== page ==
Cuts and Dueling Protests at KPFA 

Faced with huge cuts and the threat of layoffs, KPFA tries — and fails — to form a united front.

There were several protests and counter-protests happening outside of KPFA's Berkeley station headquarters last Thursday. Most people were picketing parent company Pacifica Radio, which just announced a huge spate of layoffs and program cuts projected for next week. Some people were picketing the protestors, arguing that they should just suck it up. JR Valrey of the show Flashpoints said he has his own protest planned for next week, along with producers from Hard Knock Radio and the apprenticeship program. Adrienne Lauby, an unpaid host of the disability rights show Pushing Limits, said the protest was just taking a turf war and trying to frame it as a union issue. She held up a sign affixed to a broom handle: "I do not support this picket."

The hot mess at KPFA only got hotter and messier since last December, when former General Manager Lemlem Rigio announced 20 percent budget cuts across the board. Rigio was forced to resign in March, but the cuts went forward, spread out over the course of a year. Under the station's union contract, management cuts positions it can't afford, and then the people in those positions get to commandeer the jobs of other people with less seniority. That means a lot of well-liked people and popular shows could be on the chopping block.

It's been a bloodbath, according to Morning Show host and former local board treasurer Brian Edwards-Tiekert. He and co-host Aimee Allison were cut to 27 hours a week in July. Then, on Monday, Pacifica threatened to sack the revenue-generating show and replace it temporarily with a piped-in broadcast from KPFK in Los Angeles. On Tuesday, Morning Show staffers Allison, Edwards-Tiekert, Aileen Alfandary, and Esther Manilla (who took a voluntary layoff) aired what they said might be the last morning show broadcast ever. They spent part of the show interviewing Pacifica Director Arlene Engelhardt and Chief Financial Officer LaVarn Williams about why they were being laid off. The new group Save KPFA staged a protests Tuesday at 11 a.m.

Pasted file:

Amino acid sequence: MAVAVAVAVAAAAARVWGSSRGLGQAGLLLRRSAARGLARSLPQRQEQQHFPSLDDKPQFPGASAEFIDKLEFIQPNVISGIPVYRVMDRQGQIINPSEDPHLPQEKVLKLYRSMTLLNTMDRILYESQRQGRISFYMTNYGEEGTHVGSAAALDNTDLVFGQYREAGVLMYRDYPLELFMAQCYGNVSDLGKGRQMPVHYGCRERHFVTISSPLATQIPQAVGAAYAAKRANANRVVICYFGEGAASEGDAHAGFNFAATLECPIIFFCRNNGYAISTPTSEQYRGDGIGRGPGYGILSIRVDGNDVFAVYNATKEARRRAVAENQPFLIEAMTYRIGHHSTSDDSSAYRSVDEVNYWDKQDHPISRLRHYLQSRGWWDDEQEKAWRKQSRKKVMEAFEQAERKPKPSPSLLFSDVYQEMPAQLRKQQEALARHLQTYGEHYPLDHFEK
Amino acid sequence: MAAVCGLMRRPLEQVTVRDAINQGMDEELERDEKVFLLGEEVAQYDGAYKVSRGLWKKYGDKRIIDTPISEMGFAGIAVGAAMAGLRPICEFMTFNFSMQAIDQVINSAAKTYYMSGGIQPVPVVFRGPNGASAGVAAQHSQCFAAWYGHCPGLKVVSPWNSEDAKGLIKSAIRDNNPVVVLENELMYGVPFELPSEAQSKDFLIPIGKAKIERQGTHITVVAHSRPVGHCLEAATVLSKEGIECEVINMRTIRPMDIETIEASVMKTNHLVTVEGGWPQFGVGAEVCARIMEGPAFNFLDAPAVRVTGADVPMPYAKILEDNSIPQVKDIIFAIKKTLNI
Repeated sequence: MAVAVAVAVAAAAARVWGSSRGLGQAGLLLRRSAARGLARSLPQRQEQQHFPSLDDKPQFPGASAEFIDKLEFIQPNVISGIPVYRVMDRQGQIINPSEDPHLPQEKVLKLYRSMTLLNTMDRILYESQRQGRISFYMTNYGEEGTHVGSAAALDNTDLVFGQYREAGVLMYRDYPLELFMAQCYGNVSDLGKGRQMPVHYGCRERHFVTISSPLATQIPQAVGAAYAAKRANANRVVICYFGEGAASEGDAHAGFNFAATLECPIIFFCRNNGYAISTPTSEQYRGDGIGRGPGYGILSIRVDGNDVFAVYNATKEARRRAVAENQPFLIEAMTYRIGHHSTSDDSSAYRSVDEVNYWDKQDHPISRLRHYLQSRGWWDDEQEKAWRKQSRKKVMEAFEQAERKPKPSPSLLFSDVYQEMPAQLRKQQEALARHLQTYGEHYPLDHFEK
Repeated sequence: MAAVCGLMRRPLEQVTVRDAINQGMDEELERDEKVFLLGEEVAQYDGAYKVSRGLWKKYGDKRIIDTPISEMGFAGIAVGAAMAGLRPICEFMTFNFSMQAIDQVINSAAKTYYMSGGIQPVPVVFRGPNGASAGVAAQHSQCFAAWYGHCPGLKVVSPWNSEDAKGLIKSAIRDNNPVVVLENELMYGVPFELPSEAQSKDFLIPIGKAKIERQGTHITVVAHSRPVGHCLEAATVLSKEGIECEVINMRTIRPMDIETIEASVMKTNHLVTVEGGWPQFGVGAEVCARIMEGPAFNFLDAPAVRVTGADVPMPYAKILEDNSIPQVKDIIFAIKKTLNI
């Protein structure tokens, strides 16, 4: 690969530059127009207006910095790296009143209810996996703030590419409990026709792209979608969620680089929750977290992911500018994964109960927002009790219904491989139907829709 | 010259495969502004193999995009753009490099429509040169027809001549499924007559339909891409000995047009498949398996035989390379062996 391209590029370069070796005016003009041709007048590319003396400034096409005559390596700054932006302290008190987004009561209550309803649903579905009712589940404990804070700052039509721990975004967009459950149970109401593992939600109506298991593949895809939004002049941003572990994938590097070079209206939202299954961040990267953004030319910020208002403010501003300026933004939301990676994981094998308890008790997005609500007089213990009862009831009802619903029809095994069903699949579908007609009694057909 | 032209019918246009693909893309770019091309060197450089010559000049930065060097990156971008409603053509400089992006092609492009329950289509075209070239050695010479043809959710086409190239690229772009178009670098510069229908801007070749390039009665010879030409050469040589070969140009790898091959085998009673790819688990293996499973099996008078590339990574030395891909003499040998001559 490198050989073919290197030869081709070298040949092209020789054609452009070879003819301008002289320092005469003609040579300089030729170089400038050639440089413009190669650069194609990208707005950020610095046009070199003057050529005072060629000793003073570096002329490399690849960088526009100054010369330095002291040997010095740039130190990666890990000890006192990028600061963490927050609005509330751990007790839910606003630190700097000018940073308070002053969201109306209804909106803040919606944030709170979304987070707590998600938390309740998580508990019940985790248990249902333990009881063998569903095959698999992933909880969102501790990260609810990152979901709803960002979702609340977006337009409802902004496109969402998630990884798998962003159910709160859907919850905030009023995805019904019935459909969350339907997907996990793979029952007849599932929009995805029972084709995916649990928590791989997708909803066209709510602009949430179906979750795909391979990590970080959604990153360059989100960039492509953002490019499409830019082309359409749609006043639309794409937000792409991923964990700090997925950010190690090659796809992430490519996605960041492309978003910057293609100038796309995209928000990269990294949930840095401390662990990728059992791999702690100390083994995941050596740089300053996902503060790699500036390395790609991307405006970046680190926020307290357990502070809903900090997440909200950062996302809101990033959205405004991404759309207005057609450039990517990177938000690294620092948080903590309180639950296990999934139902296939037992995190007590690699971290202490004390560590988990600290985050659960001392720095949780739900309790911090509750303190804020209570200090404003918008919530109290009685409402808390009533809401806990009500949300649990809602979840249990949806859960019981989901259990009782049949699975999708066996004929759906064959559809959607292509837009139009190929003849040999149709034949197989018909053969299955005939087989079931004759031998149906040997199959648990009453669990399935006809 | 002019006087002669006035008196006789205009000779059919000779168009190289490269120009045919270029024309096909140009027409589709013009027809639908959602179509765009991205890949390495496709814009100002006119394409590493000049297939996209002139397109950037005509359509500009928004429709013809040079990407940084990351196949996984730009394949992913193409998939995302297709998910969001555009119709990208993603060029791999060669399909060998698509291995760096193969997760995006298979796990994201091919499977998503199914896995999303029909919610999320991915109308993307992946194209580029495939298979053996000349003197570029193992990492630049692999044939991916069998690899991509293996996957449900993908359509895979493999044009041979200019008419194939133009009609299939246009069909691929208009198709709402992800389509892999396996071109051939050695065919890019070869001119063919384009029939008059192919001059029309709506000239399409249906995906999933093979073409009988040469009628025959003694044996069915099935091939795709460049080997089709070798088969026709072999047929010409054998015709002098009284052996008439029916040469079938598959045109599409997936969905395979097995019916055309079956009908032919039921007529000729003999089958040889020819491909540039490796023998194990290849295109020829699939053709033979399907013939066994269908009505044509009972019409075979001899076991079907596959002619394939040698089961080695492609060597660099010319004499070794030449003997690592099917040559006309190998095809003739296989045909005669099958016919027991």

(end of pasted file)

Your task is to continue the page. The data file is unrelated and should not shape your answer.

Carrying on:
"I'm on the union side," Edwards-Tiekert said at last week's rally, brandishing a piece of paper that serves as KPFA's equivalent to a worker manifesto. It's called the 2010 "Sustainable KPFA" budget.

Edwards-Tiekert and other union members think they've found a way to salve the $500,000 operations deficits that KPFA posted in the last two fiscal years. Their proposed budget includes ideas like asking Pacifica to pay for shows it syndicates to other stations in its network, using video conferencing instead of flying board members to meetings, and having some union members switch to a cheaper health plan through Medicare if KPFA reimburses the co-pays. The budget also reminds Pacifica Radio that it could save $10,000 in severance costs if the layoffs don't go forward.

KPFA shouldn't shoulder the burden of a profligate parent, say Edwards-Tiekert and other union members. "Right now resources are being pulled away from the productive part of the institution, and being put into a wasteful bureaucracy," Edwards-Tiekert contended. He challenged reporters to search for meetings of the national board on YouTube, and see if anything productive is coming out of them.

But even if those criticisms hold weight, the entire "sustainable" budget only adds up to $250,032 — and that's if Pacifica employees agree to generously cut their own salaries to help cover a $41,032 reduction in central services. That's just not reasonable, said national board member Tracy Rosenberg, who also attended the protest.